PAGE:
The Kohanim constitute dependable hearsay evidence of the authenticity of the Five Books of Moses
Hearsay evidence is normally inadmissible in a South African court. Simply put, this means that if A says B told him that he (B) saw C punching D, A’s statement of what B said cannot be used to prove that C punched D, and B himself would have to give the evidence of what he saw. There are exceptions to the hearsay rule. The reliability of specific hearsay evidence may, together with other factors, provide a basis for a court to admit it.
The descendants through the male line of Aaron, Moses’ brother, are known as Kohanim (singular – Kohen). Aaron lived over 3 000 years ago, and today there are many Jews who are Kohanim, and therefore, his descendants. Most Cohens and Kaplans, but not all, are Kohanim. Every Kohen knows he is a Kohen because his father told him so, and, of course, his father and all those generations of fathers going all the way back to Aaron’s time must have been told the same by their fathers.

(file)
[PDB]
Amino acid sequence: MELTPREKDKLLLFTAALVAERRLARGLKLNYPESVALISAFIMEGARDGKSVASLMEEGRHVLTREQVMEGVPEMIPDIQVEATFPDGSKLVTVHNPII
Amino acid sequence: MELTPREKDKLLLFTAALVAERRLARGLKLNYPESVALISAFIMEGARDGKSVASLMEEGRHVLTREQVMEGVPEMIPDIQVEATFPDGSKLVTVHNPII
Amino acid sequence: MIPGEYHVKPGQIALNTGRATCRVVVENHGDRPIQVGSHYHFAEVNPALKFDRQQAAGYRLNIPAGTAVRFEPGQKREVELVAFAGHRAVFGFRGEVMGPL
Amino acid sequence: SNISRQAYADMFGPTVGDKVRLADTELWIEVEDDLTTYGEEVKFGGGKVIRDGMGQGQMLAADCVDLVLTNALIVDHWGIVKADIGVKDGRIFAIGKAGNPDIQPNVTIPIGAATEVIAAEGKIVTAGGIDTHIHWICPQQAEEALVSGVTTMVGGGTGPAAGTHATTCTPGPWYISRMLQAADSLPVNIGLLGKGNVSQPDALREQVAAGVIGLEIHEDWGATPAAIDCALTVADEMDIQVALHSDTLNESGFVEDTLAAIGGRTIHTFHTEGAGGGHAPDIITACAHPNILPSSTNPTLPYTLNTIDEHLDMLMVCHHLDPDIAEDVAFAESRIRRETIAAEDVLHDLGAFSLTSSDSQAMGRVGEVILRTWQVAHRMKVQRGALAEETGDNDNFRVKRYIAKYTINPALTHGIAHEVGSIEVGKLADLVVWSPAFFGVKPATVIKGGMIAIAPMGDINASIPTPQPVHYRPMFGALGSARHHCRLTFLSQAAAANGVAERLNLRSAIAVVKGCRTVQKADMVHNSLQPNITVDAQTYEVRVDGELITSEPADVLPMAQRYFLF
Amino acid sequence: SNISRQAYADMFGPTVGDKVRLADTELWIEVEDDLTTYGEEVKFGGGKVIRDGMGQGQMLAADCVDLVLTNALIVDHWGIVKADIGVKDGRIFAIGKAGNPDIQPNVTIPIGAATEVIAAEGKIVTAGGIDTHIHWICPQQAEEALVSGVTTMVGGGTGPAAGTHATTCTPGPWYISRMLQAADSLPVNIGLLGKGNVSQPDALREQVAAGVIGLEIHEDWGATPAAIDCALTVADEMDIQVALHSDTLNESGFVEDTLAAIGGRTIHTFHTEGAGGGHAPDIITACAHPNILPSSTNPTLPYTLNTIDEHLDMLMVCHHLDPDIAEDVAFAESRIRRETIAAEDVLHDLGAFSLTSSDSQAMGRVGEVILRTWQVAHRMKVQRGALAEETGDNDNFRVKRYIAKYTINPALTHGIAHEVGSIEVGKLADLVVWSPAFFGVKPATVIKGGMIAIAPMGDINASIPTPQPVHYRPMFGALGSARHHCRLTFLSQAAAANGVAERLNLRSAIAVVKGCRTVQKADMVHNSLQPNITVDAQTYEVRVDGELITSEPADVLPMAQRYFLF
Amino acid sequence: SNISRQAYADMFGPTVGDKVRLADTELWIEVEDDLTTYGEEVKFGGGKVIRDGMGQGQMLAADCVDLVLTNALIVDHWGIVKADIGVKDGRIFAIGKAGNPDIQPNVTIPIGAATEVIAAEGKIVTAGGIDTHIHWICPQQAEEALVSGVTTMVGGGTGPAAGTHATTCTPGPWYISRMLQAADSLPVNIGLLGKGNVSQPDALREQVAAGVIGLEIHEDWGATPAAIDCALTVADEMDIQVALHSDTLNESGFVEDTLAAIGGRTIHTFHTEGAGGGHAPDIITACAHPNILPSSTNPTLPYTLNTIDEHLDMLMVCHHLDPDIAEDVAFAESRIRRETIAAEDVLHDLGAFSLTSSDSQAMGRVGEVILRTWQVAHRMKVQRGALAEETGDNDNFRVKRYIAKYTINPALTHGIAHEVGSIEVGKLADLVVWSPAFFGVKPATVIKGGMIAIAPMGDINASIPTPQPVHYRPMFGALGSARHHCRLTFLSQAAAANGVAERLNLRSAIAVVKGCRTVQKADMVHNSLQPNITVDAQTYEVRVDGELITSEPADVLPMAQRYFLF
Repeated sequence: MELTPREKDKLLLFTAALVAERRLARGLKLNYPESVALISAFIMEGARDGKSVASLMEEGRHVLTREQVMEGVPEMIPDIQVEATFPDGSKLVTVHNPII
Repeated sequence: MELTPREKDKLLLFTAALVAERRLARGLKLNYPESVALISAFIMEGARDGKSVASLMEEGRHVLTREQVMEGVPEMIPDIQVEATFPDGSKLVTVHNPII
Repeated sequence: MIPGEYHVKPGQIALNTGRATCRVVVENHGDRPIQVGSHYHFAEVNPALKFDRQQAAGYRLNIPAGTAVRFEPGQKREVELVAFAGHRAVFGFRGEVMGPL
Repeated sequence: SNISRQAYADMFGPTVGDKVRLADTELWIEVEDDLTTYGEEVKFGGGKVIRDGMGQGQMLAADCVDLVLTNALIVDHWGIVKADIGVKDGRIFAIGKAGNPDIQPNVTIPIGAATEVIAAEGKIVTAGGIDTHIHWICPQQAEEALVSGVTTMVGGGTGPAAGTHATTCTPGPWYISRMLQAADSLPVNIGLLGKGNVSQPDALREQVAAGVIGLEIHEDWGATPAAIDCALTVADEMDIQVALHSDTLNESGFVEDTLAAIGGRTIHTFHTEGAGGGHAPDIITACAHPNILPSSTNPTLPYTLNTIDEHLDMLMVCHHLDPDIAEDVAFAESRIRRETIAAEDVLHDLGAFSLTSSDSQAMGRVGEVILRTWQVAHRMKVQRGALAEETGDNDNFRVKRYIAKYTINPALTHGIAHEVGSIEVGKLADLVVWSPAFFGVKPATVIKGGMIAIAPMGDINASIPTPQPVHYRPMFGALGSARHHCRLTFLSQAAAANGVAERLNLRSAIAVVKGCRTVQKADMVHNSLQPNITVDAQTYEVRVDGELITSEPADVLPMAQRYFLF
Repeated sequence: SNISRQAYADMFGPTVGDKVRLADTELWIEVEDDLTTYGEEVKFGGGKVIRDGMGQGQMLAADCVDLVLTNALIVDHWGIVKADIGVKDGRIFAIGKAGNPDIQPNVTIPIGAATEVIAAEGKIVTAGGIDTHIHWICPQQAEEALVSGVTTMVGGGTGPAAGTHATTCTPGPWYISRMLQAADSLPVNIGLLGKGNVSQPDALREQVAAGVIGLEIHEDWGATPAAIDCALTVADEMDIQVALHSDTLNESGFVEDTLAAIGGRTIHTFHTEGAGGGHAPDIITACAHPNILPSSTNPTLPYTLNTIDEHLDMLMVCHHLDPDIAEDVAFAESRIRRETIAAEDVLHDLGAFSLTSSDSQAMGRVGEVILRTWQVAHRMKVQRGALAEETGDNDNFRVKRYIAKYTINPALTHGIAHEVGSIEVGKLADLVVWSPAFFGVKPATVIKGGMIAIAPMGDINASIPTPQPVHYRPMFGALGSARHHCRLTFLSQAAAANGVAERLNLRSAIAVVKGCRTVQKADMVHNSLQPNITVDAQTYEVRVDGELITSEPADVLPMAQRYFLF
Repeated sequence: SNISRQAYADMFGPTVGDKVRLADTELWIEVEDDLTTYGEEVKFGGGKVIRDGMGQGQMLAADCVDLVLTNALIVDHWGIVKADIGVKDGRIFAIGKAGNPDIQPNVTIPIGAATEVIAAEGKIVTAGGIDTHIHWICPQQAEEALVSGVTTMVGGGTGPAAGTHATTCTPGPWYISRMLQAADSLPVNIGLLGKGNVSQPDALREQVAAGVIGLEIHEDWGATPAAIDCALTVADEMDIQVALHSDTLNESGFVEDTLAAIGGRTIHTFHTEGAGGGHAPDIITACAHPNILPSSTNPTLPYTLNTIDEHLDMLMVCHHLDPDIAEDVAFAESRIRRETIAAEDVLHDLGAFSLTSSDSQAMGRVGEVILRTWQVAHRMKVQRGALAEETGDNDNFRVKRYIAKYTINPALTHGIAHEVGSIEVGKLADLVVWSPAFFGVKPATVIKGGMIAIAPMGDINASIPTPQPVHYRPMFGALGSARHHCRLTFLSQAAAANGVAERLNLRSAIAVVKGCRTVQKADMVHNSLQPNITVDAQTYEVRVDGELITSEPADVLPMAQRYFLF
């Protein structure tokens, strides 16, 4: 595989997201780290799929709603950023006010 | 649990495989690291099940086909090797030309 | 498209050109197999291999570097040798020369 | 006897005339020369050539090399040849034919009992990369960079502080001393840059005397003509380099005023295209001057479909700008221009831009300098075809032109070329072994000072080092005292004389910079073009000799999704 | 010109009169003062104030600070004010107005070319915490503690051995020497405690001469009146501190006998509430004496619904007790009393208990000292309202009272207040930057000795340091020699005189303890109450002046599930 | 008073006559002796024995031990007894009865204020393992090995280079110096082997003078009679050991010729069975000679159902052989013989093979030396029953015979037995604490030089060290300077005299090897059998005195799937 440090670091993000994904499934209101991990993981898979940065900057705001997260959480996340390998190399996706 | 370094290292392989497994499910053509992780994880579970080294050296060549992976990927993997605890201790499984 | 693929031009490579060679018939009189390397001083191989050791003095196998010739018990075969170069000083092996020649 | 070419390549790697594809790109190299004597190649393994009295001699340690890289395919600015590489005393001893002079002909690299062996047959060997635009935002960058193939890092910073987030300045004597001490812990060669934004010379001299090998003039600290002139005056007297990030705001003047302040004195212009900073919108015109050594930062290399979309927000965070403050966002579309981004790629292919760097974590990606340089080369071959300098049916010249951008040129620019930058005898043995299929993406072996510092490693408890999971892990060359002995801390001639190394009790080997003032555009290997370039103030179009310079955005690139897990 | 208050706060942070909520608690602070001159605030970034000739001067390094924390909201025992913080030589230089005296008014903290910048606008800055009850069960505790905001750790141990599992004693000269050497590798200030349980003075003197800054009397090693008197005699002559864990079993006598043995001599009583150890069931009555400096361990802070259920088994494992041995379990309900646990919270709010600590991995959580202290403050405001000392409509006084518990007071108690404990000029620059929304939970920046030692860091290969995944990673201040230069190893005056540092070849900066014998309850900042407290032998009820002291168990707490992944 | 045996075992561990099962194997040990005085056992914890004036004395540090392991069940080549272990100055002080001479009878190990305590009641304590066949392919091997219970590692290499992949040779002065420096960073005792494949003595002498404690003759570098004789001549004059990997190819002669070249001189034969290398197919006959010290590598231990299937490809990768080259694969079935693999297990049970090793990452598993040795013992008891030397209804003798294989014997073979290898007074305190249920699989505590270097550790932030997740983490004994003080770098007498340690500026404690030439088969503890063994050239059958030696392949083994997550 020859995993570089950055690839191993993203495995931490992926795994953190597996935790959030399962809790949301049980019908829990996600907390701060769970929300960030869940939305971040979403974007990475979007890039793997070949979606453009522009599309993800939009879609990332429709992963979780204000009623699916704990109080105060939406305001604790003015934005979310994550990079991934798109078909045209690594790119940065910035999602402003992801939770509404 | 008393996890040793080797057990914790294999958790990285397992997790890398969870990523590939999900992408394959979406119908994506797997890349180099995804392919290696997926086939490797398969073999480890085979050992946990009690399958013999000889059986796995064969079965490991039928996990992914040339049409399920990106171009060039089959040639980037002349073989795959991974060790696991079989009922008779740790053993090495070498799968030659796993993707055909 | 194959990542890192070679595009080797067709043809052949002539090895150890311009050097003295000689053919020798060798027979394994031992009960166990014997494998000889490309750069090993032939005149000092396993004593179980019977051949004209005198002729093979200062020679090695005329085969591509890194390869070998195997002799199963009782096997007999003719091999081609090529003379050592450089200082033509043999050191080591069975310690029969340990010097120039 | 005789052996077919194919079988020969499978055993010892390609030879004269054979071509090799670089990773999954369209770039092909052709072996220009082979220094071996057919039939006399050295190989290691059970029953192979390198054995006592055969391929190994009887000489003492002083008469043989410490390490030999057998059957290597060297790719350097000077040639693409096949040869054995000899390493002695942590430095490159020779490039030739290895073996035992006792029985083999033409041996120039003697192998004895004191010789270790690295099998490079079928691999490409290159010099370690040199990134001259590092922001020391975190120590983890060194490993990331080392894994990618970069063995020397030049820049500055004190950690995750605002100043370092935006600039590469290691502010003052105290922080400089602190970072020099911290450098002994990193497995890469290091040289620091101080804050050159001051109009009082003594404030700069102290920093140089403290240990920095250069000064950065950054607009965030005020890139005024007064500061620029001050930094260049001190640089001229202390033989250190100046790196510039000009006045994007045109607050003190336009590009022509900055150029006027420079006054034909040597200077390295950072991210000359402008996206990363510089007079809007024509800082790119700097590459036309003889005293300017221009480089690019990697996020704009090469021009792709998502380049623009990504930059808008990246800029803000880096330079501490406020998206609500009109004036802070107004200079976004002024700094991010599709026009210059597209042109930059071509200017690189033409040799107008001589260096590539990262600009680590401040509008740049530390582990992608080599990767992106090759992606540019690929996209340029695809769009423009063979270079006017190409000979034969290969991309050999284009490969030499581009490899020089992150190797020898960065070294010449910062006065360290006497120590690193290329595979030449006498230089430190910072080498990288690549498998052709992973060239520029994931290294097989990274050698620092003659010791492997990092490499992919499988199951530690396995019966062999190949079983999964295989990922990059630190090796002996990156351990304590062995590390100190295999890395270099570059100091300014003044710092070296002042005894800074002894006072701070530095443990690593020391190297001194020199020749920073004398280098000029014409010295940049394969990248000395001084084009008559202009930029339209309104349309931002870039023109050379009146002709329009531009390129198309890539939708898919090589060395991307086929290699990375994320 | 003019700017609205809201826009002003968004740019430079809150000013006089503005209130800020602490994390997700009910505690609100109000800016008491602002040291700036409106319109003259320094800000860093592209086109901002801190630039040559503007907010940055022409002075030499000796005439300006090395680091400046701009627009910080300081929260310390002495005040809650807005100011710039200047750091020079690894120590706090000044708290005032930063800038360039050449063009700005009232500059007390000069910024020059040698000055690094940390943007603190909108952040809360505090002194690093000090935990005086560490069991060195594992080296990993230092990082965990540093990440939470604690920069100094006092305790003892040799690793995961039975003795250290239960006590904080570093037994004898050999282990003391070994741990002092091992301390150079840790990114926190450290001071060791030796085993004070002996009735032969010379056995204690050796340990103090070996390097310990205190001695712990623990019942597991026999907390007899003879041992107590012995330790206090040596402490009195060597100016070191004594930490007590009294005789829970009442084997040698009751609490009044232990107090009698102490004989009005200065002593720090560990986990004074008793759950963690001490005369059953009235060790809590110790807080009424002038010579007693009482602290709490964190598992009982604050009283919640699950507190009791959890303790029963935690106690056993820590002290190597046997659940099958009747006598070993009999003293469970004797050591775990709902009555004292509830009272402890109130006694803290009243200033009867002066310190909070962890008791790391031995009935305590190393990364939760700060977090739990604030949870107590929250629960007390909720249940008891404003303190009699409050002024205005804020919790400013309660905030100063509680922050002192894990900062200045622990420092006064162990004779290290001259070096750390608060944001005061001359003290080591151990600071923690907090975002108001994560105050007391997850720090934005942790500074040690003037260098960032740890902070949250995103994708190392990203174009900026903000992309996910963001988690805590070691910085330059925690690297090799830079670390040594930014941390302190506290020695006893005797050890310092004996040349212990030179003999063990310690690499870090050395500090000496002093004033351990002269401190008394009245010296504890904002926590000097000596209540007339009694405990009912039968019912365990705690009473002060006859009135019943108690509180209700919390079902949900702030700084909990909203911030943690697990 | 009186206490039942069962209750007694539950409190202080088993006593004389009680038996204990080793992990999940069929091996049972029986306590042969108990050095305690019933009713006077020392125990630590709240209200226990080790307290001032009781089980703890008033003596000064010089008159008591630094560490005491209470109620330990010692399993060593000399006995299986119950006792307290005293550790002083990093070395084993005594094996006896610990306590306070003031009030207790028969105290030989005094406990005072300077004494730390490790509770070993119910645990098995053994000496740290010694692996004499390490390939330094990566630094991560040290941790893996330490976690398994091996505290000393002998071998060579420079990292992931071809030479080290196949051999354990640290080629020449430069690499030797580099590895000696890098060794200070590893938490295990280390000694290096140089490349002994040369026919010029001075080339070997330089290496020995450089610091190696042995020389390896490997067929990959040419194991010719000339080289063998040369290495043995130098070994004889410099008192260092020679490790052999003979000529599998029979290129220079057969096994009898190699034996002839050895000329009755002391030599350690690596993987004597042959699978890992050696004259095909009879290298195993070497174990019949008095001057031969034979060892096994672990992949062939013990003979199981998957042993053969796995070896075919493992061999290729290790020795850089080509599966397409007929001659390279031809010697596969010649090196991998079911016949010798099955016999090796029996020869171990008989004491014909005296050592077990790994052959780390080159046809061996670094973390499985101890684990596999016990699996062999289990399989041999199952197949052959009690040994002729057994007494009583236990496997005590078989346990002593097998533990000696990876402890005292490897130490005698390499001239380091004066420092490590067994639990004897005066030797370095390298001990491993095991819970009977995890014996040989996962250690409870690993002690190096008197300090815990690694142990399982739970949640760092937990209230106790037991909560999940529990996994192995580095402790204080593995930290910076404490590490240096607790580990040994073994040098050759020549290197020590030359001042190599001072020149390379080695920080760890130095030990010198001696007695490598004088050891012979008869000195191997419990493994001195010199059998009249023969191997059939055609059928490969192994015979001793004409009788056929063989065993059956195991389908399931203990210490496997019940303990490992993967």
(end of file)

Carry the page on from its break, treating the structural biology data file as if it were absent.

There is no material advantage in being a Kohen. On the contrary, there are disadvantages: A Kohen may not marry a divorcee and cannot come within a specified short distance of a dead body. And so the hearsay evidence of every father today, and of all the fathers who preceded them going back to Biblical times, constitute dependable evidence, and are consistent with, and in fact part of, living proof of Aaron’s existence and his status as Judaism’s first high priest.
I understand that in certain situations requiring the exercise of compassion, a father’s statement to his son of his being a Kohen is sometimes rejected as insufficient to establish that fact. But that does not detract from the overwhelmingly dependable hearsay evidence of thousands of different Kohanim, who have no contact with each other and are to be found throughout much of the world, speaking many different languages and practising many different lifestyles.
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